By Maddy Raven, 2nd Year Theatre & Film
I Am Not Okay With This (2020-) is a clever distillation of the past few years of pop culture in a relatable and recognisable reflection of teenage angst with a superhero spin. However, is that enough to keep the show going?
The show rings of The End of the F**king World (2017-19), It (2017), Stranger Things (2016-) and Lady Bird (2017). It’s unclear exactly which time period it is set in, not dissimilar to Sex Education (2019-), but the creators of The End of the F**king World have pulled from all of these popular shows and films.
The music choice in particular is very, very good: this is what anchors a lot of the show to the eighties, which has become very popular in the past few years of television programming. Sophia Lillis stars as Sydney Novak, a ‘seventeen-year-old white girl’ who is struggling to control her mood swings which have worsened in the wake of her father’s death. Wyatt Oleff, Lillis' It costar, plays another Stanley: believably awkward, complete with montages showing him spraying himself with ridiculous amounts of Lynx.
However, being just a clever amalgamation of the last few years of pop culture isn’t enough – creators of the show have woven in a complicated web of feelings between the teenagers of the show. Matters are complicated by Sydney’s growing abilities, which seem to be triggered by moments of great stress and anxiety, which she is not unfamiliar with as an angsty teenager with a dead parent. In fact, when she first starts to notice the strange things happening around her, such as causing someone’s nose to bleed, she dismisses it as 'just puberty'.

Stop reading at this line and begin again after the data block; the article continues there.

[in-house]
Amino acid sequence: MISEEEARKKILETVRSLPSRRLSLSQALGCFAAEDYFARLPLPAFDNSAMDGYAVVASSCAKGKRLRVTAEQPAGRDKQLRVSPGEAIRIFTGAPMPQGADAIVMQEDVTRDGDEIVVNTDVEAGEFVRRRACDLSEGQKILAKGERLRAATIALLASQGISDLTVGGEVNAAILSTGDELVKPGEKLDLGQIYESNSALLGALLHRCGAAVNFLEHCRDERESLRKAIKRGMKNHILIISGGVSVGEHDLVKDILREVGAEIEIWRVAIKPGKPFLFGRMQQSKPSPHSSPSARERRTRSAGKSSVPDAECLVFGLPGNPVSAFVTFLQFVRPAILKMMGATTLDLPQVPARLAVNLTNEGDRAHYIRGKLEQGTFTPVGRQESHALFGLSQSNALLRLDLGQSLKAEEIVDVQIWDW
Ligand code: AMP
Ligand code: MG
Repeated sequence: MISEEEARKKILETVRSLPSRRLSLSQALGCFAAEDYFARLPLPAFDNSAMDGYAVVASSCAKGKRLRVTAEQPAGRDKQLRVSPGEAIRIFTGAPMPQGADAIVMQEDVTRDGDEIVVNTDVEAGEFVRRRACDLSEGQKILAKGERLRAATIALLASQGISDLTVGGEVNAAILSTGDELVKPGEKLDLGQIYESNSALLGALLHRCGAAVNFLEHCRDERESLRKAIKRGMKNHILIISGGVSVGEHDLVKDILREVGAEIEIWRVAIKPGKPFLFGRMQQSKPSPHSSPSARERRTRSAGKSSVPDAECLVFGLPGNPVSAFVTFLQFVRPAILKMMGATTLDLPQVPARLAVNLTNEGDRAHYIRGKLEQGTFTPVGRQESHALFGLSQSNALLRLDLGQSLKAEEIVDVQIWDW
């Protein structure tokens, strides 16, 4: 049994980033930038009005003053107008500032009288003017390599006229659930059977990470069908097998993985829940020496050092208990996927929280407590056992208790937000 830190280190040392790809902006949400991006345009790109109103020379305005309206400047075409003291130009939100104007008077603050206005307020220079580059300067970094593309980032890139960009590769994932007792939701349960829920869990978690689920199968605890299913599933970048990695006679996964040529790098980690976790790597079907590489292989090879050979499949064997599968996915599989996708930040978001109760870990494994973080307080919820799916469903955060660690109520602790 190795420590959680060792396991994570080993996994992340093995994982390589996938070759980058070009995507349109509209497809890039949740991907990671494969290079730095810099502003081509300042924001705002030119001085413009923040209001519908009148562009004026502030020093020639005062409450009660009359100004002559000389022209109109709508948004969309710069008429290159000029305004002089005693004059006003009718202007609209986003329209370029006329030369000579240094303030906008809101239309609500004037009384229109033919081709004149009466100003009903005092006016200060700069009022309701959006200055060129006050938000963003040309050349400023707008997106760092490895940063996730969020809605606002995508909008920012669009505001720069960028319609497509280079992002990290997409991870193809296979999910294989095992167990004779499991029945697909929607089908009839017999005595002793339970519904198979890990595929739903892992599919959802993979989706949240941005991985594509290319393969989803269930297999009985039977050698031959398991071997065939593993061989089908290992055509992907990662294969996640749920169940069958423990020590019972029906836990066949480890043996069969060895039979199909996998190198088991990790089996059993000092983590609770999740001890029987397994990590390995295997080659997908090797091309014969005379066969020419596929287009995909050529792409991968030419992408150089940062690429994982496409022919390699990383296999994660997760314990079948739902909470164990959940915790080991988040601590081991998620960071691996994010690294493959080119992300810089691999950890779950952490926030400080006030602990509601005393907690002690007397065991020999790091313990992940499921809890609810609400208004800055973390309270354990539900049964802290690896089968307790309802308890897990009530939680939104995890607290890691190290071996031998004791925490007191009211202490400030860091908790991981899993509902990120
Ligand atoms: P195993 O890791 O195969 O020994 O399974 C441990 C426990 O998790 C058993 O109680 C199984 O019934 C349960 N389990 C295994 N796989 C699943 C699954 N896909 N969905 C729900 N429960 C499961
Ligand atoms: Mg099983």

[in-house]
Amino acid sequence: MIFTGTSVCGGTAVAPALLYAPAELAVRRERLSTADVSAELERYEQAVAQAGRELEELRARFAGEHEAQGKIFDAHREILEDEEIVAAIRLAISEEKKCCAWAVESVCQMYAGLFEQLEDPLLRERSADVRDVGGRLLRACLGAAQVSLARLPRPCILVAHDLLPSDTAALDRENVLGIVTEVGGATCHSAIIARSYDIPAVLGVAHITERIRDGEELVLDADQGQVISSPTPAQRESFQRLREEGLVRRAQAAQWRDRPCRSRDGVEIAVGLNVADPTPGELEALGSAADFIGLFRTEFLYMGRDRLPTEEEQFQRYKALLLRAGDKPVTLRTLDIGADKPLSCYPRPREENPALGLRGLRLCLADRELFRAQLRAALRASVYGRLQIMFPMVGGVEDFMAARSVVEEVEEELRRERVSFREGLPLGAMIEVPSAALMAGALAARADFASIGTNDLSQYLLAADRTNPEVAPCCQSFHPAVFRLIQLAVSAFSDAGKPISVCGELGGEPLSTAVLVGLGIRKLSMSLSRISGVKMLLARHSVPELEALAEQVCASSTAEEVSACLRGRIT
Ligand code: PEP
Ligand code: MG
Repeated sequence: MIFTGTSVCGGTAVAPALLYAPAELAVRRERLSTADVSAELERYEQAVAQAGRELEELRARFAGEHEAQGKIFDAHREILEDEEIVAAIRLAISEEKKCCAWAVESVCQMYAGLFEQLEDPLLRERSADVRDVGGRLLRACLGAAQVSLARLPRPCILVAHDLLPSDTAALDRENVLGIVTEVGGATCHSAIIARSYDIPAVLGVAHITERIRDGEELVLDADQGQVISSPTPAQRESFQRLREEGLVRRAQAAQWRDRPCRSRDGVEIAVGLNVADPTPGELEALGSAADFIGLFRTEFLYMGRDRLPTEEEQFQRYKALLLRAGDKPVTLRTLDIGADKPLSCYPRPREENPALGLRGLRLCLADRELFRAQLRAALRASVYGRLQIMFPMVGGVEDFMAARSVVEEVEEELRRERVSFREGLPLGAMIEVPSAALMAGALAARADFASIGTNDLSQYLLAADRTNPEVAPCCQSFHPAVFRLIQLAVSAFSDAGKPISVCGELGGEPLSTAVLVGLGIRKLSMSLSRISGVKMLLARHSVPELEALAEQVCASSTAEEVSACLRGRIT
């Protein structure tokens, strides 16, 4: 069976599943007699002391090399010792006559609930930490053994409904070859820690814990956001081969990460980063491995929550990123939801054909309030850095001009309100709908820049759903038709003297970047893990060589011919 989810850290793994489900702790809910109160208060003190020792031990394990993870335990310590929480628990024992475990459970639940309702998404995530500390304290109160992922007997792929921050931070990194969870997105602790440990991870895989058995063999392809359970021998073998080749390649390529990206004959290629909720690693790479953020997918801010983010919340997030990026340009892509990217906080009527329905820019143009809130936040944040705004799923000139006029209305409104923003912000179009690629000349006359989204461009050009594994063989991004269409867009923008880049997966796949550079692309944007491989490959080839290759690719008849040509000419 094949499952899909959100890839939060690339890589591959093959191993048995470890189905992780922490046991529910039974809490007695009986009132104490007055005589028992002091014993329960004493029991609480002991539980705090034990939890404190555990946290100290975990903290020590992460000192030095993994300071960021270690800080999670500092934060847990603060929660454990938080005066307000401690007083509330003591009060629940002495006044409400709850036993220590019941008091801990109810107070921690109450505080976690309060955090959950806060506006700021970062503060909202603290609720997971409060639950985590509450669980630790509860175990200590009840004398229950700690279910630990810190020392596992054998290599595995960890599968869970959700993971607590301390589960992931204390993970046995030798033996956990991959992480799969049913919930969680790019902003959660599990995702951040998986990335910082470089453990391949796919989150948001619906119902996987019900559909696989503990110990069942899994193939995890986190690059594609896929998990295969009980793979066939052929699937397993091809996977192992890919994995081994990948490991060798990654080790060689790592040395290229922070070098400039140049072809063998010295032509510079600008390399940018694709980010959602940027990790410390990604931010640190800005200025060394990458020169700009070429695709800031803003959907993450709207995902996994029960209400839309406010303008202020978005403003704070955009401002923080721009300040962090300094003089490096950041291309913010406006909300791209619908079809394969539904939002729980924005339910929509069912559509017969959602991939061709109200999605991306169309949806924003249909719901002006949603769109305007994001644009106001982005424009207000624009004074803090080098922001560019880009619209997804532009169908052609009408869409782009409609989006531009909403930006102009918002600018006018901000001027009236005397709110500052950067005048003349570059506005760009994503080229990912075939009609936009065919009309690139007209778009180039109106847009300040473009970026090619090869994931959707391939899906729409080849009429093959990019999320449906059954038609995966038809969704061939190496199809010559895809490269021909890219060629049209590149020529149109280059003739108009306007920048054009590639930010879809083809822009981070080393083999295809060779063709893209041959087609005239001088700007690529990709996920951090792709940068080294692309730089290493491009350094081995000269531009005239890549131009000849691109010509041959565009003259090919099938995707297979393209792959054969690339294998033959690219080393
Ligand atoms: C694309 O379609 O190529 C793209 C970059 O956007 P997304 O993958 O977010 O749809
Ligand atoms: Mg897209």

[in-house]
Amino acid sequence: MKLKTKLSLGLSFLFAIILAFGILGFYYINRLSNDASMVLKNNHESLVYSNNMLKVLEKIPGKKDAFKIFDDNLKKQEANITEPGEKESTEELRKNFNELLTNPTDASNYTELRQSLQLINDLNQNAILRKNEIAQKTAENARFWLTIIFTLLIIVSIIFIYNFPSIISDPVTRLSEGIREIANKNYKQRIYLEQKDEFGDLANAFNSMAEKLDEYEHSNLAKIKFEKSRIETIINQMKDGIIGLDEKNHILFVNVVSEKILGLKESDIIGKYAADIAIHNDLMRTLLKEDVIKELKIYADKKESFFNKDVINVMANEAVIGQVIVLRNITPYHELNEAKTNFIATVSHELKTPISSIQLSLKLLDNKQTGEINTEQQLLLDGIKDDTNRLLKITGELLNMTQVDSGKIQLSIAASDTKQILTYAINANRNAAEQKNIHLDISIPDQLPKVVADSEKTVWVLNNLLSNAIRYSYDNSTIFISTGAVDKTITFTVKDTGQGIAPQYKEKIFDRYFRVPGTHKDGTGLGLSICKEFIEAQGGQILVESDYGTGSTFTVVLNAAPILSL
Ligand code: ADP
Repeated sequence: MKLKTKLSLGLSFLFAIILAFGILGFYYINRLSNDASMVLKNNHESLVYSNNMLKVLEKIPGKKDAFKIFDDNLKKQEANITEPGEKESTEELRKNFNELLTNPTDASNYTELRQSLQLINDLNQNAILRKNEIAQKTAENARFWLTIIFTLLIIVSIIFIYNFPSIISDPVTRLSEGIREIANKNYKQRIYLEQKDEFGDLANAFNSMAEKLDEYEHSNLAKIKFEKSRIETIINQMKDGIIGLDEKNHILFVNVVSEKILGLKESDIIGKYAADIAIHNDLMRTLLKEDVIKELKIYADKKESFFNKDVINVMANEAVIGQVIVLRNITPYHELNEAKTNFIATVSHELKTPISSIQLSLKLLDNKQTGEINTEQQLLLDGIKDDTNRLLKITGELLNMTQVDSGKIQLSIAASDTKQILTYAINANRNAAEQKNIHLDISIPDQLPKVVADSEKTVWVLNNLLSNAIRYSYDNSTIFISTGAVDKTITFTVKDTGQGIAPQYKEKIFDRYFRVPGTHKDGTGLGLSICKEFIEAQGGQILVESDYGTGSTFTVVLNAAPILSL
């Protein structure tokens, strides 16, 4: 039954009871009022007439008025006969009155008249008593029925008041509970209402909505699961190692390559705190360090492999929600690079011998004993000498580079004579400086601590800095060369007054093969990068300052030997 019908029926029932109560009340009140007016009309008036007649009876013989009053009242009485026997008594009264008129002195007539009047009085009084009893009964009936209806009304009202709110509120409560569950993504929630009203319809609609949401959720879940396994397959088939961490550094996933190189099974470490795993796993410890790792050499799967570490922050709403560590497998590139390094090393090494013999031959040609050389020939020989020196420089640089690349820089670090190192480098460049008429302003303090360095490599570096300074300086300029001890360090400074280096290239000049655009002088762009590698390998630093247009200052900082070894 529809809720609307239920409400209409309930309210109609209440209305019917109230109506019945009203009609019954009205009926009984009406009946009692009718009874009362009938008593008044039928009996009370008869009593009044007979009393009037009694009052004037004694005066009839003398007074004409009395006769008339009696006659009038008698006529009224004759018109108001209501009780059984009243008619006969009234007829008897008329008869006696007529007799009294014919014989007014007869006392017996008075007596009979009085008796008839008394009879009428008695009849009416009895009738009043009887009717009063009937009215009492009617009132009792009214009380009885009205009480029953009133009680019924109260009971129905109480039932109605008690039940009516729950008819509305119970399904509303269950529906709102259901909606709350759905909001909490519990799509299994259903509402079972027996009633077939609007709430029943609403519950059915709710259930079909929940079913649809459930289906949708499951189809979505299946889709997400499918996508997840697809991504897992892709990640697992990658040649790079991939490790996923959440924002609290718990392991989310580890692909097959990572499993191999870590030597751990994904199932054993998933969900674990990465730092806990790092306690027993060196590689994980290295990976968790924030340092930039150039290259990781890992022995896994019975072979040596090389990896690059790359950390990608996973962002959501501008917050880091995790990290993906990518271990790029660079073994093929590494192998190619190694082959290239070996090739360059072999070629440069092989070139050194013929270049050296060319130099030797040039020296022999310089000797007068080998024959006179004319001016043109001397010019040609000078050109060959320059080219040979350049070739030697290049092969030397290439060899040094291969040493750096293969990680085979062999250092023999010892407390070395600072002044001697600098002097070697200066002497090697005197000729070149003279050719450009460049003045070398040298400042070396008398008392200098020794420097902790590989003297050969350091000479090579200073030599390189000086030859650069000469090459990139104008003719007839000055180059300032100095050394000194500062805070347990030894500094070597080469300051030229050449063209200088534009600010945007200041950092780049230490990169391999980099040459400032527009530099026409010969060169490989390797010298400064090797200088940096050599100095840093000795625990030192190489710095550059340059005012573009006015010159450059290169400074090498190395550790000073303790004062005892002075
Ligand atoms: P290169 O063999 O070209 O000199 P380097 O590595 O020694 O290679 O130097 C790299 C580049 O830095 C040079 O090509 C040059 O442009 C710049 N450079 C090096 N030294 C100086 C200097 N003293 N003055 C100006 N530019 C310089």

It’s not Stanley who Sydney has her romantic angst over – it’s her best friend, Dina. Because Sydney is balancing her growing sapphic feelings with superpowers, the show’s open attitude towards non-heterosexual content exists without too much fuss, as it should: both Sydney and the viewers have bigger things to worry about.
I Am Not Okay With This truly is pubescent – the anger, the truthful arguments with friends and family, the struggles with sexuality. The show doesn’t attempt to skew these arguments in Sydney’s favour.
She’s not a bad person, but her anger and pain are clear to see, and when she justifies herself to her diary, which she narrates the show to, we both believe and don’t believe her. We don’t cheer Sydney on as she blatantly lashes out at her mother, but we do see someone in pain, and the abilities she develops, almost as a response to all this emotion, become all the more realistic because of it.
The music choice anchors a lot of the show to the eighties, which has become very popular in the past few years
Some moments of the show are jarring: at first, it seems to be happily trundling in a Teen Wolf (2011-17) direction, where Sydney, best friend Dina, and Stanley, all become a crime-fighting gang of misfits - that is where I could see it going, given a particular sequence with some CCTV footage and a wrecked library - and then, it seems as if Sydney’s abilities are a larger metaphor for mental illness.
This is sobering, for about half an episode, until Sydney and her mother finally sit down and have The Talk about why her father is dead. And then, it’s back to normal programming: Sydney has to learn how to deal with her superpowers.
It’s easy to see where I Am Not Okay With This came from, but it’s difficult to see where it’s going. Perhaps this is because it’s so new to us, that what we assume and demand from the show going in is not fulfilled because our imaginations are so limited. So, perhaps it’s time to expand our imaginations and enjoy the show.
Featured: IMDb / Courtesy of Netflix
Do you see a future for I Am Not Okay With This' superhero misfits coming-of-age crew?